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TE´REBRA (τρύπανον, τρυπάνιον, τέρετρον), any instrument for boring wood, stone, or metal. Pliny gives Daedalus as the traditional inventor (H. N. 7.198; cf. SERRA). We find a distinction between terebra antiqua, which produced dust (scobis), and terebra gallica, which produced ramenta or shavings (Plin. Nat. 17.116; Col. 4.29, 15 and 16). The definition is not very clear: some have imagined that the antiqua was a simple gimlet, and the gallica a centre-bit, of which implement an, ancient specimen is preserved in the Zürich Museum (see Blümner, Techn. ii. fig. 43, i): the iron part, which alone remains, is like that of a modern centre-bit. A centre-bit, however, would not be a convenient tool for boring a tree in order to graft; and moreover the fact that both Pliny and Columella give as a further distinction of the gallica that it does not, like the other kind, generate heat in boring, suggests that the antiqua was a drill-borer, in principle like that described in the Odyssey (see below), and the gallica a gimlet with a large spiral. It may be added that we should expect the simple pointed drill, worked as Homer describes it, to be an earlier contrivance than a borer with a spiral, which implies more advanced art both in the inventor and the maker. Blümner suggests that the τρύπανον and τέρετρον correspond respectively to the terebra antiqua and terebra gallica; but the definition in Etym. Mag. makes the τέρετρον merely a smaller τρύπανον.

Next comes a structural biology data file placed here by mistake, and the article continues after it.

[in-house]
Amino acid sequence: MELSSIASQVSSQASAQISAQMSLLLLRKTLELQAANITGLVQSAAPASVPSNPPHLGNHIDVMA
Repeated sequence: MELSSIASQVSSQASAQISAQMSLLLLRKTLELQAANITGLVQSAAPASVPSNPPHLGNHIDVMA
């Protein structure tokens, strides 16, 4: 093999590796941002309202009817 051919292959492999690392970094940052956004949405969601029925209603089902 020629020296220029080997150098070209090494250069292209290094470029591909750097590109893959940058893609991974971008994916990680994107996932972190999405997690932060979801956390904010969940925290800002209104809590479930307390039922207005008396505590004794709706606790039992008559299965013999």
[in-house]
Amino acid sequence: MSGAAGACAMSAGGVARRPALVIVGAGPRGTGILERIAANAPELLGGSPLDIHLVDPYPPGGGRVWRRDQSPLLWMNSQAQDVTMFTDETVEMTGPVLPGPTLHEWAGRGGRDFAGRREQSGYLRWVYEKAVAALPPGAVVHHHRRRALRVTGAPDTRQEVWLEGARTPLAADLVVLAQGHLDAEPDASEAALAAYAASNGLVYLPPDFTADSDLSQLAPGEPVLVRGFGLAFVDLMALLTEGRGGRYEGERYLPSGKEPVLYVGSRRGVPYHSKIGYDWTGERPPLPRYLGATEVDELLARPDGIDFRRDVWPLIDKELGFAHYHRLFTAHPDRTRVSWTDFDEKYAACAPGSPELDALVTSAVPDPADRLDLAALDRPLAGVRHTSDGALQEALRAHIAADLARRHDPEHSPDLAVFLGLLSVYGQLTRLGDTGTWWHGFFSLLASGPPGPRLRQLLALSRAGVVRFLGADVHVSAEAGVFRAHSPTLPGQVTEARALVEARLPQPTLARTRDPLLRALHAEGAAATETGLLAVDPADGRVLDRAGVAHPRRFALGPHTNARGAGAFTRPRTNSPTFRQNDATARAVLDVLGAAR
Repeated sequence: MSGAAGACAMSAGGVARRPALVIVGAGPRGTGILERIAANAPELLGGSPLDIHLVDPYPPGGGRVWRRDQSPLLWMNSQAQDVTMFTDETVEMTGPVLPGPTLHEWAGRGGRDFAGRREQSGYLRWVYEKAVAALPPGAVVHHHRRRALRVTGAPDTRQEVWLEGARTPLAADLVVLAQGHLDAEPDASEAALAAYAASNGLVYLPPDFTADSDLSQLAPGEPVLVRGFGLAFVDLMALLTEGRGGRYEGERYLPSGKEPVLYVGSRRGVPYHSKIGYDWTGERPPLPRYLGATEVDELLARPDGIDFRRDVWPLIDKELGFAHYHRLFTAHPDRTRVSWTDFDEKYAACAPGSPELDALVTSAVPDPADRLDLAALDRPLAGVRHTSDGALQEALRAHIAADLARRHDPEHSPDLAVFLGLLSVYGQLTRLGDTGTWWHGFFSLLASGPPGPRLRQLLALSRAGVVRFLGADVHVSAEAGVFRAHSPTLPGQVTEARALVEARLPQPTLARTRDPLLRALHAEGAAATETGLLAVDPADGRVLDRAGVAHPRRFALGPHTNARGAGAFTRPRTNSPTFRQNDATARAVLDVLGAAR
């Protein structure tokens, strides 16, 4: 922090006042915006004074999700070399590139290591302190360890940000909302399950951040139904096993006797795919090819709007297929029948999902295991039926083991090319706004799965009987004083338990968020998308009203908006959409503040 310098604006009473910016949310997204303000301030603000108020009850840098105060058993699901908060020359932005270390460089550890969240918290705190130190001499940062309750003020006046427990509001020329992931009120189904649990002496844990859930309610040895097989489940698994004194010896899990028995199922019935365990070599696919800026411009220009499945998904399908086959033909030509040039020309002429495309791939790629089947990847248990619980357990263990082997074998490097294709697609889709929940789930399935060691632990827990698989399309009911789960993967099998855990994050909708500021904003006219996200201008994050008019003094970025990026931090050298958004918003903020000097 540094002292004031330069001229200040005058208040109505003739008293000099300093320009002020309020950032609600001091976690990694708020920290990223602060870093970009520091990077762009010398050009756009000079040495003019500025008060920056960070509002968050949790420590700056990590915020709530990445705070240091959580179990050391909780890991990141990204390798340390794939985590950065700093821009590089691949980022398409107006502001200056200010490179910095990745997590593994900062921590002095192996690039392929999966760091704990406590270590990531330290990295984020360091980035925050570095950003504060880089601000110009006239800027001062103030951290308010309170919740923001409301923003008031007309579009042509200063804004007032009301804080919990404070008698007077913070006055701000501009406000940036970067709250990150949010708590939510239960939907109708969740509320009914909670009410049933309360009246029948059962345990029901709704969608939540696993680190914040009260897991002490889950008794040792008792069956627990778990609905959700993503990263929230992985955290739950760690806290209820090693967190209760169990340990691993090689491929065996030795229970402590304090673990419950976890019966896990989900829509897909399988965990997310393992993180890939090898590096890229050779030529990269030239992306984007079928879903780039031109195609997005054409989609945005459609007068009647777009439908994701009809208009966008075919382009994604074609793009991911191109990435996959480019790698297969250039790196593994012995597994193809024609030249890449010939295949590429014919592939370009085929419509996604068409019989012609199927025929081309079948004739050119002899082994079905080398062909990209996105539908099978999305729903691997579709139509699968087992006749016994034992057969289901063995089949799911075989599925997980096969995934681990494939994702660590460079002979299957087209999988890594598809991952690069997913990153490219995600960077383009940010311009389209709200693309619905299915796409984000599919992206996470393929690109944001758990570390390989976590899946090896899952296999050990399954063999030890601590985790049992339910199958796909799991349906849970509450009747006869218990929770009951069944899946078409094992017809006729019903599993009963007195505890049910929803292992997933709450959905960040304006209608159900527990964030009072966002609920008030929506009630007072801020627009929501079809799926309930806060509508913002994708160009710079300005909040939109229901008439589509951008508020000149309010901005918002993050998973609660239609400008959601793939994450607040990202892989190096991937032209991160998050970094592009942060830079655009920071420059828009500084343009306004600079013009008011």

We find on monuments one kind of terebra exactly like our gimlet: another kind in common use (and probably the older “invention of Daedalus” ) was the “how-drill,” a borer twirled round by means of a bow, the string of which was twisted round the handle of the drill. This contrivance lasted till modern times, but has now, we believe, been universally superseded by the “brace” or bent handle. In the cut on page 243 both parts of the bow-drill are shown separately; the compasses (circini) lie between them. The shipwright's borer mentioned in Od. 9.384, Eur. Cycl. 460, was similar in principle, but on a larger scale. In these passages it is described by the general term τρυπανον: it had also a specific name ἀρίς (Anth. Pal. 6.103; Poll. 8.113). The wooden holder for the iron part of the terebra was called vagina (Plin. Nat. 16.230). More references and several figures from ancient representations of boring implements will be found in Blümner, Technologie, ii. pp. 223-226.


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